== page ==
‘If Beale Street Could Talk’ Reveals How POC Are at the Mercy of a Corrupt Justice System

'If Beale Street Could Talk' courtesy of TIFF

At the heart of If Beale Street Could Talk is an accusation of sexual assault. Victoria Rogers (Emily Rios) has identified Alonzo “Fonny” Hunt (Stephan James) as her attacker and quickly turns his life on its head. Gone is his bright future with the love of his life, the young Tish (KiKi Layne), and his calling as an artist. Instead he’s locked away. Despite knowing he’s innocent (he was with Tish and another friend during the alleged attack, not that the police cared for such an alibi) he’s aware he’ll spend months if not years away from his now-pregnant girlfriend.

Set in early-1970s New York City, the film is an adaptation of a 1974 James Baldwin novel directed by Moonlight director Barry Jenkins. The story of Fonny and Tish is written as both a celebration of black love and an indictment of the racism black men and women experience as part of their everyday life. The drama alternates between showing us how these two young neighbors first fell in love in sun-dappled dewy scenes and how they’re faring once Fonny is locked up, in starker and darker scenes that still glow with the promise of justice. The key to getting him out, it turns out, is Victoria. The Puerto Rican woman is the sole witness who has come forward and as Tish and her lawyer eventually find out, she was likely pressured by the cops to identify Fonny as her attacker.

There’s a version of Beale Street that could easily have made Victoria into the villain of the piece. It’s a version that could have hinged on a hysterical woman’s false allegations designed to merely bring down an innocent young man. In 2018, and in a post-#MeToo world, such a narrative would’ve felt tone-deaf at best and insidious at worst. Thankfully, rather than discredit Victoria and paint her as some sort of lying accuser, the film goes out of its way to believe her story. All the women trying to help get Fonny out — which include Tish, her sister Ernestine (Teyonah Parris) and their mother Sharon (Regina King) — quickly understand that Victoria’s accusation may be misguided but that it doesn’t invalidate her experience. In conversations between themselves they agree that she probably was assaulted and that her testimony against Fonny was driven less by the conviction that it was him than by pressure from the cops.

By the time the movie catches up with Victoria in Puerto Rico, where Tish’s mother urges her to reconsider her testimony, it’s clear she’s just as broken and as much of a victim of an unfair system as Fonny. Clearly troubled by what happened to her and the broken life she led in New York, Victoria as played by Rios is a woman slowly unraveling. She’s unkempt and struggles to have a conversation with Sharon. Yet the film extends its empathetic lens on her in a way that it never does to the other key person involved in Fonny’s arrest: the white cop who knocked on his apartment’s door to take him into the station.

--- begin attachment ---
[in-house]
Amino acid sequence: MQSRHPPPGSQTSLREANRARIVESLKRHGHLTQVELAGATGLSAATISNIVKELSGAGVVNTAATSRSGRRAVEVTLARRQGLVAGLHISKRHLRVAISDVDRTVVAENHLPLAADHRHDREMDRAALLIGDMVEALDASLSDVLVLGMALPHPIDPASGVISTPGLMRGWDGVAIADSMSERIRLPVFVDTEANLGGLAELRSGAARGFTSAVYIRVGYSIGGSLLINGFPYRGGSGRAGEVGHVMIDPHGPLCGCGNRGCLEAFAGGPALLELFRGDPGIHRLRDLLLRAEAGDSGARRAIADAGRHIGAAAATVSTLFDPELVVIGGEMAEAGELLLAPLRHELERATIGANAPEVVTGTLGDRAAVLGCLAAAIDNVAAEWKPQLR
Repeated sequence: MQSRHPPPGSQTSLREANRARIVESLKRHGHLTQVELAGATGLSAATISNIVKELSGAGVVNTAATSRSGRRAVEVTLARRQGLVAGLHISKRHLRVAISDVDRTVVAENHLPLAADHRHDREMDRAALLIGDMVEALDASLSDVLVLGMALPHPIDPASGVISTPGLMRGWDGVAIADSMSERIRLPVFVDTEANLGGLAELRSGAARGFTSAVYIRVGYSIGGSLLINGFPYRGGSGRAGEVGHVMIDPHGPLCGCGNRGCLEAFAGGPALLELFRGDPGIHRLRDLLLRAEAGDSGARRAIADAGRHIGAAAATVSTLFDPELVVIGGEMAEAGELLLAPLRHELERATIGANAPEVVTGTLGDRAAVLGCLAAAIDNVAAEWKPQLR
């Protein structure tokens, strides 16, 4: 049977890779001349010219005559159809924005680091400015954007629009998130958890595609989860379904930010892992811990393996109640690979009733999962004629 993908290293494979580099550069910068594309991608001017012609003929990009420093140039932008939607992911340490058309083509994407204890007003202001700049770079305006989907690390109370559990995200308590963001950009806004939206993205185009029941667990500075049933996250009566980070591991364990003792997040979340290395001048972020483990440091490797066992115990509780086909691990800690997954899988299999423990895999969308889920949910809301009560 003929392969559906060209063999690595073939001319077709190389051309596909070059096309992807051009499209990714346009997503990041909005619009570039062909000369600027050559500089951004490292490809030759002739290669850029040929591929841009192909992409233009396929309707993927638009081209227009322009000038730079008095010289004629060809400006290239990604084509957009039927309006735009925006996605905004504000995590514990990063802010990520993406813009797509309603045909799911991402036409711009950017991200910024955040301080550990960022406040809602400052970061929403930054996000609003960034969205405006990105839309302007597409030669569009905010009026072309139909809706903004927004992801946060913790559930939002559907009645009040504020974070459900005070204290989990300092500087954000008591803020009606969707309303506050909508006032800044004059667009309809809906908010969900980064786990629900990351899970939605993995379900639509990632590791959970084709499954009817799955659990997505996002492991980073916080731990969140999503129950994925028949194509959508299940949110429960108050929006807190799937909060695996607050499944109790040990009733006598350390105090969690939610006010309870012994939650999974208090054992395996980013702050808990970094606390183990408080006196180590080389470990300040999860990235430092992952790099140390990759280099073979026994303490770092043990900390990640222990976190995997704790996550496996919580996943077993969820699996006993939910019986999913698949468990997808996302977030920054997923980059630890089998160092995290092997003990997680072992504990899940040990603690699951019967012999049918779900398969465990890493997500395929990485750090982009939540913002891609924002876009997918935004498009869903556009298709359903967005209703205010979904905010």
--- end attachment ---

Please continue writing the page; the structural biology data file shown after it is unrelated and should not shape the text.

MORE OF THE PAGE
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Played by Ed Skrein, Officer Bell is arguably the only character that Beale Street treats with contempt. In close-ups we see him sneering; it’s obvious the drama wants us to think of him as a crooked cop who framed Fonny. In response, it turns out, for Fonny not showing enough respect to a white police officer during an altercation when the young black man had punched a guy who was harassing Tish. “Bell’s eyes swept over Fonny’s black body with the unanswerable cruelty of lust,” Baldwin writes in his novel, “as though he had lit the blow-torch and had it aimed at Fonny’s sex… I’m going to fuck you, boy.

Rather than make an argument for not believing women, or for pushing an agenda that says that women are always lying when they make sexual assault accusations, Beale Street puts Victoria’s false testimony in terms of police corruption and the rampant persecution of black men in America. Her story echoes not only the infamous 1931 case of the Scottsboro boys but the 1989 Central Park Five incident (soon to be an Ava DuVernay miniseries), both landmark cases where African-American men were wrongly accused (and prosecuted) for sexual assaults they had not committed. Lest one think this kind of racial bias is history, just this year a Texas teen in Pottsboro pleaded guilty to having falsified testimony about being raped by two black men, while Tayari Jones’ recent novel An American Marriage deals with a similar setup as Beale Street, proving that false accusations against black men are, unfortunately, very much the norm still. Against such storied history, it’s obvious that Fonny has no chance.

If there is one lesson to take away from If Beale Street Could Talk it is not, thankfully, that women cannot be trusted, but that a justice system stacked against people of color will always find a way to punish black men, even if they’re innocent. At the expense, as is the case here, of getting justice for a Latina character whose painful story will remain unknown and unknowable.

If Beale Street Could Talk screened at New York Film Festival and opens in theaters on November 30, 2018.